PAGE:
GRINGO TRAILS (Pegi Vail). 78 minutes. Some subtitles. Saturday (November 23), 9:15 pm. AGO. See listing. Rating: NNNNN
When Yossi Ghinsberg chronicled his harrowing, near-fatal 1981 trip to the Amazon in the book Jungle, little did he know he’d inspire generations of global backpackers to try to recreate his experiences, transforming the area into a faux adventure tourist trap.
His story bookends Pegi Vail’s absorbing look at how tourism has altered the ecology, geography and culture of some of the world’s most beautiful and remote areas. From Thailand to Timbuktu, travel writers and bloggers have discovered places only to see them overrun by pollution and corruption within a few years.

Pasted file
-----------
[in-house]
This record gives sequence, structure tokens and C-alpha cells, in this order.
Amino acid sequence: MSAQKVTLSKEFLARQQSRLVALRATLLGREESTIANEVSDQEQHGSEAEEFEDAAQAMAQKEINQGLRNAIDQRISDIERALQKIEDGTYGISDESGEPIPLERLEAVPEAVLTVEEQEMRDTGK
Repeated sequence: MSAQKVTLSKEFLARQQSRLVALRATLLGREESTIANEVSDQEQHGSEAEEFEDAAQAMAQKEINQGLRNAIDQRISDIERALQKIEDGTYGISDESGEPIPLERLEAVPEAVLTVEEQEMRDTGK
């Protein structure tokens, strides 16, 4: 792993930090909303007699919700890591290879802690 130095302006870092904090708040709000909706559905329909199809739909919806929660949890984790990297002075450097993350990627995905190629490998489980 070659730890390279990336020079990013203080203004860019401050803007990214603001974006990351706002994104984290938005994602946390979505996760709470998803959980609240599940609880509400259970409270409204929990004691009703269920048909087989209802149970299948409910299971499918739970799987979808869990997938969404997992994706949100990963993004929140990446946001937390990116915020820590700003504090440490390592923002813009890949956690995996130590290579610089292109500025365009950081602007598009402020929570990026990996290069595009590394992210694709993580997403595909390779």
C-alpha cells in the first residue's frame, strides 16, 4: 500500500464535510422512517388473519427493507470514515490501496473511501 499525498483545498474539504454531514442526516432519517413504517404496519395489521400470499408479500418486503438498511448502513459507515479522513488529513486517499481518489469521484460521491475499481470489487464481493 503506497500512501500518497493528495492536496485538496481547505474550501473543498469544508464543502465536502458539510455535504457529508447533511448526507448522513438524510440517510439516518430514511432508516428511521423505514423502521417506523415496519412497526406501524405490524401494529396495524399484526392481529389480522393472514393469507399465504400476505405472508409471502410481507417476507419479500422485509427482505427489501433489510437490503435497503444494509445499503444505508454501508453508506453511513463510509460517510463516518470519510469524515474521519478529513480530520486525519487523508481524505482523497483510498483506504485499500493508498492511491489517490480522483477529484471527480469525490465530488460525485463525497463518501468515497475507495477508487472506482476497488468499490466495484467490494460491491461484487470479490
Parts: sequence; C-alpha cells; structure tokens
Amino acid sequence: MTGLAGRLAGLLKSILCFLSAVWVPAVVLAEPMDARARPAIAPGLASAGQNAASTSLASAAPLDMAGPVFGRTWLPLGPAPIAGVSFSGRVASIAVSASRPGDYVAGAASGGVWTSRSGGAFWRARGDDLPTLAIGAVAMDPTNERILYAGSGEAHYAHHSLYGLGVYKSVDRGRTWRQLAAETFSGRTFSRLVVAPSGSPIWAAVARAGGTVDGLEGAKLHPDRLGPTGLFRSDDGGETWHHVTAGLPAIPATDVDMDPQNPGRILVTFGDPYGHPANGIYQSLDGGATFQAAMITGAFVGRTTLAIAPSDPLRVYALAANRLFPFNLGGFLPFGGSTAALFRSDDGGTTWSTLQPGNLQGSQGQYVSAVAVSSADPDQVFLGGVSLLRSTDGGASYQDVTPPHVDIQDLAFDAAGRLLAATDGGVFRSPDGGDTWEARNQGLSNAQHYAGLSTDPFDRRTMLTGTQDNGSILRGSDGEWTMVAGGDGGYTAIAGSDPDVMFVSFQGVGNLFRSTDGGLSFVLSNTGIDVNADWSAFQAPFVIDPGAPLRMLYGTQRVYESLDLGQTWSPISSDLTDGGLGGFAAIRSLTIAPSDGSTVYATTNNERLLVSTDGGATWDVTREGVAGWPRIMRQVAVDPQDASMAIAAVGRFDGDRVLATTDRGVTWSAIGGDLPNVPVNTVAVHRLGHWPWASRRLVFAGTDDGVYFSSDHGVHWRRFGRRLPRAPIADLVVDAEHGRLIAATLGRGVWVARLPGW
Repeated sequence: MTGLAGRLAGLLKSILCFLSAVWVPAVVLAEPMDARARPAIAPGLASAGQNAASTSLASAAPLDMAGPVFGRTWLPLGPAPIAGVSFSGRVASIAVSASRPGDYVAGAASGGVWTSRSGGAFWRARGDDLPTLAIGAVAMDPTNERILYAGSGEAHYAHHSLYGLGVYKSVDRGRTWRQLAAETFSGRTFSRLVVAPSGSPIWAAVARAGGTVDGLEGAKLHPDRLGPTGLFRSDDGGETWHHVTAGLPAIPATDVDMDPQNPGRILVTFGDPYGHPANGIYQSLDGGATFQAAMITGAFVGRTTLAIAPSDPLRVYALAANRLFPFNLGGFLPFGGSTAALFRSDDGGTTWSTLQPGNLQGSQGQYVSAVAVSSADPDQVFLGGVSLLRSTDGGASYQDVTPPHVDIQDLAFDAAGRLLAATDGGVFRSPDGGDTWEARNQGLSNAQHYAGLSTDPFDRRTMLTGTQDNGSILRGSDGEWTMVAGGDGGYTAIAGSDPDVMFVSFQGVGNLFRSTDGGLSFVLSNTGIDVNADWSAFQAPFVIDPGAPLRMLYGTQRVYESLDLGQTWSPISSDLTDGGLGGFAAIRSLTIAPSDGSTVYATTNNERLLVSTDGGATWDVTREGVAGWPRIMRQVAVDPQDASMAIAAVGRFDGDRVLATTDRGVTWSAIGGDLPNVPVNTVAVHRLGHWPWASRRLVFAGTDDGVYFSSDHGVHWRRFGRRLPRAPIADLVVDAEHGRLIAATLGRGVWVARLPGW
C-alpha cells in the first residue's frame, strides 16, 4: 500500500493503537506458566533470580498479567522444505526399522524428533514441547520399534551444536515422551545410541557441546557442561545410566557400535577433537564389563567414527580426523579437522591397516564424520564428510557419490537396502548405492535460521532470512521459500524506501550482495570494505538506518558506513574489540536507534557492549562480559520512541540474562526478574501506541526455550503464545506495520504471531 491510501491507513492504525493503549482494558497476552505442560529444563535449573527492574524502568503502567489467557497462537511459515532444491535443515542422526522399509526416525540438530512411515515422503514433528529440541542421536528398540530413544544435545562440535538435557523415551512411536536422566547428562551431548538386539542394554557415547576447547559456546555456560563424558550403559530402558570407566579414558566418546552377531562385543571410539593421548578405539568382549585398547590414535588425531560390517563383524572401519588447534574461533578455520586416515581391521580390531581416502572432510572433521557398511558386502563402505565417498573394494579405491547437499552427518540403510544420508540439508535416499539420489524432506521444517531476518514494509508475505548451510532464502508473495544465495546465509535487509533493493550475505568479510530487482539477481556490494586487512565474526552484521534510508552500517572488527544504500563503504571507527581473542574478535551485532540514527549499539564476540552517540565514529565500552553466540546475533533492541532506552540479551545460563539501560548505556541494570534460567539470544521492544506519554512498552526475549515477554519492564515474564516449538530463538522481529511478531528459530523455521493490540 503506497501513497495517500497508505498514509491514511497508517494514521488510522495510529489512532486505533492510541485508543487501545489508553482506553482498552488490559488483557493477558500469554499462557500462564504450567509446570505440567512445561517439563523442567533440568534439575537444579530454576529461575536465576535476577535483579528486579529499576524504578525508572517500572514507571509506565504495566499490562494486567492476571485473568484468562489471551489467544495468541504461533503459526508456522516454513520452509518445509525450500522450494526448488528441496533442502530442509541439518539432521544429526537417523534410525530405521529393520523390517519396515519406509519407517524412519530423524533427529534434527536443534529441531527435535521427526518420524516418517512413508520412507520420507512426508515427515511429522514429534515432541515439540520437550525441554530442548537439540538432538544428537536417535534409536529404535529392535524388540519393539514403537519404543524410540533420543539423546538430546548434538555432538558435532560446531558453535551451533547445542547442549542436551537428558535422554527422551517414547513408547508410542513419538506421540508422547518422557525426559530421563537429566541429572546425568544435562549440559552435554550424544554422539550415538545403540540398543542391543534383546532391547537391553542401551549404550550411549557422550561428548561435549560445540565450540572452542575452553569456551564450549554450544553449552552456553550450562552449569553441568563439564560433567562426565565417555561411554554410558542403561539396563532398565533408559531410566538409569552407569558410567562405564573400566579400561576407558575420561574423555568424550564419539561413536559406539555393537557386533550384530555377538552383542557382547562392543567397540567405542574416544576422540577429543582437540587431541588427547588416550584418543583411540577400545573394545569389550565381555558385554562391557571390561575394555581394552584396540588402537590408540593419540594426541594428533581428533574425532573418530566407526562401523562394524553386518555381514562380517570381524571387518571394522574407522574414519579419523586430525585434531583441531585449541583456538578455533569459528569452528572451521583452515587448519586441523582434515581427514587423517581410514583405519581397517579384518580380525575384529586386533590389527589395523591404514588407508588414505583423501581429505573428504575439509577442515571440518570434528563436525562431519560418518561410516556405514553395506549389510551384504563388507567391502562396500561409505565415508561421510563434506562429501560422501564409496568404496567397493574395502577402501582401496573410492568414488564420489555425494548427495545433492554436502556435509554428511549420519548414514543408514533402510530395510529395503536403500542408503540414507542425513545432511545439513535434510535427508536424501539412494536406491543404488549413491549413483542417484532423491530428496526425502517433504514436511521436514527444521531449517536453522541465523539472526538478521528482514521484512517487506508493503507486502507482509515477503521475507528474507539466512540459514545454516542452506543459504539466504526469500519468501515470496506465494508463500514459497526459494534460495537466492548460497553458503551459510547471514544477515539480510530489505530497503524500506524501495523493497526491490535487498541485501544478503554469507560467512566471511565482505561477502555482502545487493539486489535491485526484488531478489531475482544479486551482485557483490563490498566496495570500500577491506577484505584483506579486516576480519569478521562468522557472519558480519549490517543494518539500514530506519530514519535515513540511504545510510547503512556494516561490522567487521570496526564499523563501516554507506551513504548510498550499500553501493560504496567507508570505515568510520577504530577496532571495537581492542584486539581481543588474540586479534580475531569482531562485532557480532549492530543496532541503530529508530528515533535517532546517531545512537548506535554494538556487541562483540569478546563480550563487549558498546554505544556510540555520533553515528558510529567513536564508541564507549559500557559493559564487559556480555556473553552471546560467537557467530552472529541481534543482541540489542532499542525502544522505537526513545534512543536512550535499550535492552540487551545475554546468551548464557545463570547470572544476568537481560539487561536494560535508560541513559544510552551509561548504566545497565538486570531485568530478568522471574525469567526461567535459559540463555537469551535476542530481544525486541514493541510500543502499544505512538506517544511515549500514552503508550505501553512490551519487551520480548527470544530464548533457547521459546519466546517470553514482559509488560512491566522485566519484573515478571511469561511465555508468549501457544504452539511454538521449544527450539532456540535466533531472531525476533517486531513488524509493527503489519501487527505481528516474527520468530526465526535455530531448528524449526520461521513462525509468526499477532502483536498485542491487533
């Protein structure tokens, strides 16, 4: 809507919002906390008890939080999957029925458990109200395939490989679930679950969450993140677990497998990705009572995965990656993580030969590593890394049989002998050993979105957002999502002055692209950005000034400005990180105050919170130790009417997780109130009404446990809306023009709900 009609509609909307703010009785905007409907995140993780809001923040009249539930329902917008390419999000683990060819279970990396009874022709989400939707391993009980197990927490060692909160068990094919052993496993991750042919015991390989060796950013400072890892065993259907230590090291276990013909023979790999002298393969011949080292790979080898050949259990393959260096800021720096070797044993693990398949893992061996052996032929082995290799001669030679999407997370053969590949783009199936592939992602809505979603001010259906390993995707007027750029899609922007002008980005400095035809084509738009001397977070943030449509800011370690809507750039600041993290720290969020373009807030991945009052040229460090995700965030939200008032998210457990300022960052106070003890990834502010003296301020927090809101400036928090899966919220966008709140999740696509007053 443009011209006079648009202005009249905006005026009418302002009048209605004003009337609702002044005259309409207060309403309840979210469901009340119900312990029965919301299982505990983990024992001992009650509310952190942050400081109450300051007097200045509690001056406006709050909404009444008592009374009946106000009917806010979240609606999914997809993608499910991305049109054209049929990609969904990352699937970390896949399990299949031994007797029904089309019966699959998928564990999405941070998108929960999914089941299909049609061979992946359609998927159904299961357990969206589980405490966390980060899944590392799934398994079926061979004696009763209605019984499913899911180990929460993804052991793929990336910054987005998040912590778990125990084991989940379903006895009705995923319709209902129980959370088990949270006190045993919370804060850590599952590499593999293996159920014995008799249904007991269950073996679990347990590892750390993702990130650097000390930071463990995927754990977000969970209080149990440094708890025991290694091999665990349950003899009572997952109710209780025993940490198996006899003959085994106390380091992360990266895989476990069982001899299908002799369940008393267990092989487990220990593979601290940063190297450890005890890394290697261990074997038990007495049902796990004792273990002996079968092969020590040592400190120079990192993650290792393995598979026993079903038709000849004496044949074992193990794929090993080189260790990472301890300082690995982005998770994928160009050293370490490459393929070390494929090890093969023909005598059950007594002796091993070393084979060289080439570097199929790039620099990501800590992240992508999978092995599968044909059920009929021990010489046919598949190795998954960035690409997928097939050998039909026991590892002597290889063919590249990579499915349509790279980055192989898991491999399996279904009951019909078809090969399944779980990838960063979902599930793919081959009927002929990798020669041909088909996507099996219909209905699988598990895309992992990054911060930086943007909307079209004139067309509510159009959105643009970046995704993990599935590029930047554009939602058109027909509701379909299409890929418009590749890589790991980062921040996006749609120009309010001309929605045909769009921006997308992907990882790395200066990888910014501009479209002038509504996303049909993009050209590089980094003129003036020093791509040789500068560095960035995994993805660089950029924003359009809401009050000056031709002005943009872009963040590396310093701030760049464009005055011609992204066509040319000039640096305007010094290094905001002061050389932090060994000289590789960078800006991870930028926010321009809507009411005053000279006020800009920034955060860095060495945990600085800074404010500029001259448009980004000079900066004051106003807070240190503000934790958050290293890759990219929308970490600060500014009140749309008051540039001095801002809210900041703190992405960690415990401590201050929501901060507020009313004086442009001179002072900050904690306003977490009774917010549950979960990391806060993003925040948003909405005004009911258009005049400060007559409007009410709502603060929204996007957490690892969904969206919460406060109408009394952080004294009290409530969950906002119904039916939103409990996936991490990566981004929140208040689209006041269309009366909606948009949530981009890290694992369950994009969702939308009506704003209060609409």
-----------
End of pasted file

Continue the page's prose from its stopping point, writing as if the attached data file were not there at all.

The most depressing example is Thailand’s gorgeous, isolated Haad Rin beach, now the site of western-themed parties. There’s also something poignant in the story of Bolivia’s Incahuasi Island, which Vail revisits a decade after first going there.
Despite the trend toward what one clever subject calls backpackaging, the cleverly edited and beautifully shot film ends on a hopeful note with the emergence of sustainable models in places like Bhutan, where citizens have fought to limit tourism and preserve their culture.